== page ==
800 BC to 700 BC
11″ (27.9cm) high
In 1947, a young shepherd boy stumbled upon a treasure trove of gold, silver and ivory objects located on the side of a mountain high above the small, isolated village of Ziwiye. Excavations revealed that the treasure was located in the wall of an ancient citadel built atop the mountain peak. It is unknown who built the fortress, or destroyed it, but the architecture and decorative elements are both consistent with contemporary structures built by the Elamites and the Assyrians. Much of the art found during subsequent excavations is stylistically and subjectively similar to Assyrian art of the 8th and 7th centuries, with further links to the Urartians and Scythians. Stylistic trends in ceramics suggest that the pots have much in common with others recovered from along the banks of the Tigris in the ancient Assyrian city of Ashur, suggesting that it may have been the Assyrians who built the citadel above Ziwiye in order to defend their borders against nomadic invaders such as the Scythians.
The items recovered at Ziwiye are interesting for a number of reasons, not least because it was at this time that the technological process for producing glazed ceramics seems to have reached its apogee. Glaze is simply a thin layer of glass that covers terracotta works of art, a process originally devised some four thousands years earlier in the ancient Near East. However, it would be many thousand of years later until the art of glassmaking was finally perfected on a large scale- a process believed to have occurred in the lands of northern Mesopotamia around 1600 B.C.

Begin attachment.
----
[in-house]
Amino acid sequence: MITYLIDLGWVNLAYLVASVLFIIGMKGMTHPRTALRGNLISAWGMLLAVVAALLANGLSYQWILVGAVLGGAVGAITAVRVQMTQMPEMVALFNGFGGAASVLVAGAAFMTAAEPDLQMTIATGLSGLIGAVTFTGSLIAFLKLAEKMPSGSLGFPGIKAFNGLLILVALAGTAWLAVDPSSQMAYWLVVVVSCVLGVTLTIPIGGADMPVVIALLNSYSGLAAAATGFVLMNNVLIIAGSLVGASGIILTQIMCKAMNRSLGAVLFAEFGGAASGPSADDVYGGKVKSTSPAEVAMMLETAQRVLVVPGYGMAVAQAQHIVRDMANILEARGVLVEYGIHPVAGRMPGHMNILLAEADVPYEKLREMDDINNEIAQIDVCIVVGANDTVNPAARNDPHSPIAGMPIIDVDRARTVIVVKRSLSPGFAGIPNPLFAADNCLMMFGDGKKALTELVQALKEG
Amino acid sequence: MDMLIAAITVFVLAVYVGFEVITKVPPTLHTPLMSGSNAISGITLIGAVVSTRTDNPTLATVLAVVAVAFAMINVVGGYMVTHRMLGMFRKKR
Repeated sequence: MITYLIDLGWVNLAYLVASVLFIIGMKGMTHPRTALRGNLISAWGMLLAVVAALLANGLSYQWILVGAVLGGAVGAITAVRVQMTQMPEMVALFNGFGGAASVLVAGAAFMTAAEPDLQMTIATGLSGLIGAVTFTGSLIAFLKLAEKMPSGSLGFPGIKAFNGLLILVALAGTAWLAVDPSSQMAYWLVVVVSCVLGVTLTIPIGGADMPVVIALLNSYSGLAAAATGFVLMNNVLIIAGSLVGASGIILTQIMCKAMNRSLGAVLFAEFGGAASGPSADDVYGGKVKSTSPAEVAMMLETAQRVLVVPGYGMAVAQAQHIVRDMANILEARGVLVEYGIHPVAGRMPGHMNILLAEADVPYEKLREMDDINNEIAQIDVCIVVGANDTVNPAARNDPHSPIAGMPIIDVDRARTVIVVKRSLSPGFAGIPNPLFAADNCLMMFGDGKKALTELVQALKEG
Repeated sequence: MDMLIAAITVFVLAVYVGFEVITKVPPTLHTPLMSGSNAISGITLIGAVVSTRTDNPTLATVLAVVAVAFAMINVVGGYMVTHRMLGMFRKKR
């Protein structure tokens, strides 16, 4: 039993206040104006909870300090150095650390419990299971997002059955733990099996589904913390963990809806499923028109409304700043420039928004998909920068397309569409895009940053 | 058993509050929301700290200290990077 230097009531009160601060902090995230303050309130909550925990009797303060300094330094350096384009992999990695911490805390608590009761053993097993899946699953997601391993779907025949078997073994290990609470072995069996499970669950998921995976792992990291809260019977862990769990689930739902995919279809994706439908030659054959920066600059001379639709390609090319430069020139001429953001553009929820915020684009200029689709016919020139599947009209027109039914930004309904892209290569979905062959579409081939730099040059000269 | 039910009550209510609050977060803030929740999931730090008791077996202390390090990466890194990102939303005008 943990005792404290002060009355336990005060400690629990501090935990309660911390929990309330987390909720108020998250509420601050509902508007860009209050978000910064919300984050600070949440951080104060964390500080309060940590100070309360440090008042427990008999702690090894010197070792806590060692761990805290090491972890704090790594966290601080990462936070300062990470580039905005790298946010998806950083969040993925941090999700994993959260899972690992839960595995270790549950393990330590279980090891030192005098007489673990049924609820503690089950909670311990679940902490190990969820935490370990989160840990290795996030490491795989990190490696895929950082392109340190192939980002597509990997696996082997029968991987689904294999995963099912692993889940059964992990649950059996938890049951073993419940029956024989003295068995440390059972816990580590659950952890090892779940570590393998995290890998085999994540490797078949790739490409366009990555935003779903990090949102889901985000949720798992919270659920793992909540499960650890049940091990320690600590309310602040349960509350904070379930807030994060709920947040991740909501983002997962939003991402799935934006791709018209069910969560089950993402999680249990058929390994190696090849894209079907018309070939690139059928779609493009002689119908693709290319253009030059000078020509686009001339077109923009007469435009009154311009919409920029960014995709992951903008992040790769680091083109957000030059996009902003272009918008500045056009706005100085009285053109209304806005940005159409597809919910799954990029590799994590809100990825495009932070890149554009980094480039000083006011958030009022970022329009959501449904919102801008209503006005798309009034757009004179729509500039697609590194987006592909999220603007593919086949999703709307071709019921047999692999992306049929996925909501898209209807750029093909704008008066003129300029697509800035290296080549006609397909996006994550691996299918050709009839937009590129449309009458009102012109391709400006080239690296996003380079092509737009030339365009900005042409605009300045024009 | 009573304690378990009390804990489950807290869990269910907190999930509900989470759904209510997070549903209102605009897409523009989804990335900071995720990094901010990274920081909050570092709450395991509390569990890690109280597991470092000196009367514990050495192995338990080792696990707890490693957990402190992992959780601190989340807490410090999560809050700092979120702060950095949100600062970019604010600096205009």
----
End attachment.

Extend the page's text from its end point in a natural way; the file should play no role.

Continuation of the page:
This stunning, colourful vessel is a vibrant example of the new glazing technique. The entire exterior surfaced has been coated in vibrant blue, orange, and white hues, all colour fields being defined by thick black outlines. Both the upper shoulder of the vessel as well as the lower half of the tapering body have been adorned with a series of angular petals; thus in basal view the entire white, black and orange “flower” is visible. A similar design is apparent around the mouth of the jar when viewed from above. Two central bands are defined by the “petals”. The lower of these is plain, while the upper is decorated with eleven-petalled flowers interspersed with prancing stags. Additional black lines further define the features and musculature of the animals. The effect is powerful and dynamic, as well as being colourful and pleasing.
Comparatively little is known of the people who made these vessels, and the iconography is not especially informative. Stags and ibex are a common theme of the art of West Asia, from the gold works of the nomadic Scythians to the glazed wall tiles of Mesopotamian palaces. Flowers, equally, find expression in Achaemenid metal bowls and friezes. However, their juxtaposition in the painted format is generally unfamiliar. One could argue, with a certain element of uncertainty, that the lack of heavy, martial or sinister iconography might imply a non-militaristic people, and this is backed up by the slightly naïve quality of the representation. What is certain is that the rarity of this style makes it yet more desirable, and that this piece deserves pride of place in any serious collection of ancient Central Asian art.Login to view price